The History Of Ice Skating

Before Michelle Kwan and Sasha Cohen battled it out to become America's favorite ice skater, someone had to invent ice skating. Not just the sport of figure skating, but the method of moving across a frozen pond itself.

The earliest evidence of people skating on ice was 5,000 years ago, explained Ancient Origins. Archaeologists found evidence of ice skating around that time in areas surrounding Scandinavia and Russia. They believe the Finns made the earliest skates in order to move across frozen water and away from predators efficiently. Also because Finland has more frozen lakes in 100 square kilometers than any other place on Earth.

Many of these early ice skates had blades made of bone, wrote ice skate maker Riedell. Unlike today's blades, which often feature sharp edges and a hollow bottom, these old skates were pretty dull. They were strapped to leather soles but made it difficult to have forward momentum. So people carried a long stick with them and used it to push off to skate and brake. They couldn't really use their legs to move. Science Friday described animal bones as the best materials at that time to use to make skates, because the fat they contained let people glide with less friction.

By the 13th century, people completely changed the way skates looked. Gone were the bones, replaced with a wooden block with some sharpened iron attached underneath. This meant people could finally use their legs to push off without a stick.

From bone to metal

Ice skates continued to evolve throughout the centuries. The Dutch made a lot of improvements in skates, and by the 15th century, they added a curl to the front of metal skating blades. Historians suspected these were mainly for fashion, but it helped skaters prevent accidentally sticking the blade's end on the ice and tripping. These blades had leather straps that people wrapped around their boots, though strong bindings were made later on.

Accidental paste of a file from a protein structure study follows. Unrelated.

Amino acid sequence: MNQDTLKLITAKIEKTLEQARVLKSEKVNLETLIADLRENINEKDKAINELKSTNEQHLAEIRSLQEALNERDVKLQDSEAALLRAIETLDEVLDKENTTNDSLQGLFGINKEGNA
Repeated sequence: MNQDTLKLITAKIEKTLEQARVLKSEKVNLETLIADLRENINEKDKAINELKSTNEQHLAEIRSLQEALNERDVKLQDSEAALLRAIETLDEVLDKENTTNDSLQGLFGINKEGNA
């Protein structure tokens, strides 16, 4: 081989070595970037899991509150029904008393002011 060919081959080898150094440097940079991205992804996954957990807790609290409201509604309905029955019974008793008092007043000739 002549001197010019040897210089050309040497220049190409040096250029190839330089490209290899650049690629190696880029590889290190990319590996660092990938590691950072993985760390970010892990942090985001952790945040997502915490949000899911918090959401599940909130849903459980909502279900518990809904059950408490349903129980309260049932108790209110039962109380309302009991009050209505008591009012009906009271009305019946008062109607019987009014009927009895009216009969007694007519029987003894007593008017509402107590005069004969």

Adding iron and metal to the skates, and ditching the bone, helped people skate faster, almost doubling average speeds. This additional speed allowed the Dutch to defeat the Spanish during the Battle of Ijsselmeer in 1572, said Riedell.

Around the 15th century, skating became a pastime rather than just a means of transportation, and this trend continued until the Victorian era. By 1742, the first skating club was established in Scotland, though it would be years before a strictly figure skating club would be created. Skating then didn't differentiate between speed skating and ice dancing. It was just all skating.

Still, people already saw skating's artistic potential. The first known account of figure skating as separate from speed skating was published in 1772. But it wasn't until the 19th century that figure skating and ice dancing were fully developed.

Will there ever be a quintuple jump?

American ballet dancer Jackson Haines thought to put together dance and ice skating. In the 1860s he would skate to music, performing fluid movements instead of the stiff actions people were used to. Figure skating before Haines meant drawing figures on the ice. History reported American audiences were baffled by what Haines was doing, so he decided to tour Europe to find a more receptive scene. Haines was applauded in Sweden, Russia, and Norway. He started incorporating leaps and spins into his routines, and attached blades to his boots to make the moves easier.

Today, not even Haines could recognize ice skating. Skates have evolved to suit their different sports. Speed skaters use very long blades to help them move faster, while hockey players use double-edged blades set inside plastic to make stopping easier. The long blades help distribute weight and are almost twice as long as those used in the 13th century. As for figure skating blades, the 20th century brought the toe-pick, a series of edges at the curled end of the blade to allow skaters to "catch" the ice and launch themselves into a jump.

Many jumps used today were invented in the 20th century (except for the axel, which Axel Paulsen invented while wearing speed skates in 1882). Odds are that Haines never expected anyone to do four quadruple jumps on the ice. But as you can see on YouTube, Yuzuru Hanyu did just that.